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Programmatic Vertical Video Ads Cater to the ‘Snapchat Generation’
Image Credit  Maurizio Pesce Creative Commons license

Programmatic Vertical Video Ads Cater to the ‘Snapchat Generation’

Native video distribution platform Virool is launching a vertical mobile video ad format specifically designed with a young generation of mobile natives in mind.

Virool claims it’s the first format of its kind available programmatically - accessed via Rubicon Project’s open marketplace - and arrives in response to a video viewing standard set among millennial consumers by the likes of video messaging app Snapchat.

‘Video Reveal’ will also be sold as 100% viewable, says the group, with ad units appearing in-line with related editorial content on smartphones, including on iOS and Android devices.

The ads will auto-play on scroll and pause when less than half of the pixels are in view, adhering to the MRC’s viewable impression standard - that an ad must be at least 50% in view for one second.

Additionally, the ads won’t play sound unless tapped by the user.

User-centric pressure

The new ad format arrives as ad blockers and high viewability expectations become the norm; advertisers, publishers and ad tech companies are facing mounting pressure to innovate and produce more user-focused and less intrusive ad formats.

“We live in a world where content is being consumed on a vertical screen, particularly among millennials whose first digital language is mobile,” commented Alex Debelov, CEO of Virool.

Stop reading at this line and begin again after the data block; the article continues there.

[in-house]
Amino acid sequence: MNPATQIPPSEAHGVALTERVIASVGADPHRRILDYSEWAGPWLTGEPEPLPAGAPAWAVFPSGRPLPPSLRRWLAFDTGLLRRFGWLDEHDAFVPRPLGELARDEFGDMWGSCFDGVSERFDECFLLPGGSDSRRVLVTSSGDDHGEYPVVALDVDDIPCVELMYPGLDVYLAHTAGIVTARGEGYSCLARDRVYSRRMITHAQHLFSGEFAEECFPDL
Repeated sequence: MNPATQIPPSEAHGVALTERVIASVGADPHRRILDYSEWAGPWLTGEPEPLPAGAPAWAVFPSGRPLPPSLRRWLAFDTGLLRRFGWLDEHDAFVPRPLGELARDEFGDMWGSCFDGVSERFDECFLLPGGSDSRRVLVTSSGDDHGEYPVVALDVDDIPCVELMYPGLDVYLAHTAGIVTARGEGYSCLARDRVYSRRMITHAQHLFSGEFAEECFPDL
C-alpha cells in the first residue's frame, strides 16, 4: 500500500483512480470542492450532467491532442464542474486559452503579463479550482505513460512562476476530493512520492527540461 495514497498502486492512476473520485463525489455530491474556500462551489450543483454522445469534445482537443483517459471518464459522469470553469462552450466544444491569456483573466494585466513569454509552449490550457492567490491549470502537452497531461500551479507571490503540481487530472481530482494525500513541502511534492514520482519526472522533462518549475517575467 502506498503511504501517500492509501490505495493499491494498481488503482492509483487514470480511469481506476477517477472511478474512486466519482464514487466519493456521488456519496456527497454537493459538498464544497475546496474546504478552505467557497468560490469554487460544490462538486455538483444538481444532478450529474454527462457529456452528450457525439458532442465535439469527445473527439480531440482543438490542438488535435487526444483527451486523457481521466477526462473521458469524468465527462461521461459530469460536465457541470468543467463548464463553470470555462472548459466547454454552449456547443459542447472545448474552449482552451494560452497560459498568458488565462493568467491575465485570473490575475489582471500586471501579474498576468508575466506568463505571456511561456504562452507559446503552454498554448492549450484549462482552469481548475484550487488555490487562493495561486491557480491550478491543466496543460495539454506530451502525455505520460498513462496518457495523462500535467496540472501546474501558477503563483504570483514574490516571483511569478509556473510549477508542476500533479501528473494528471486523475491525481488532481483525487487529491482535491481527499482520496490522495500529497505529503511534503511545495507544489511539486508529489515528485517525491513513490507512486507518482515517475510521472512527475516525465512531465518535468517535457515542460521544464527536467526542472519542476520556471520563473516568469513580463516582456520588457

The Daily Dot is one of the publishers working with Video Reveal in the testing phase, and attributes video to a huge source of its incremental growth, according to the group's director of programmatic, Mike Foley:  

“With more than 60% of our site traffic coming from mobile web, we are always looking for new revenue sources and vertical video has the potential to become a big part of our video monetisation strategy.”

Investment in video

Virool, which works with publishers including Adweek, Mashable and The Onion, owes its new technology to $12 million in Series A funding last month from Menlo Ventures, Yahoo Japan, Flint Capital and 500 Startups.

While seeking funding for ad tech startups has become a tough gig within the last year, 500 Startups told TechCrunch that the time is right for shrewd investment in online video: “video is growing by leaps and bounds, and that’s not slowing anytime soon. There might be skepticism about ad tech, but not skepticism about video.”

Mark  Jones

Mark Jones

Editorial Executive at PerformanceIN. Mark reports performance marketing news and manages PI's network of guest contributors.

Originally from Plymouth, Mark studied in Reading and London, eventually earning his Master's in Digital Journalism- before making his return to the West Country to join the PI team in Bristol.

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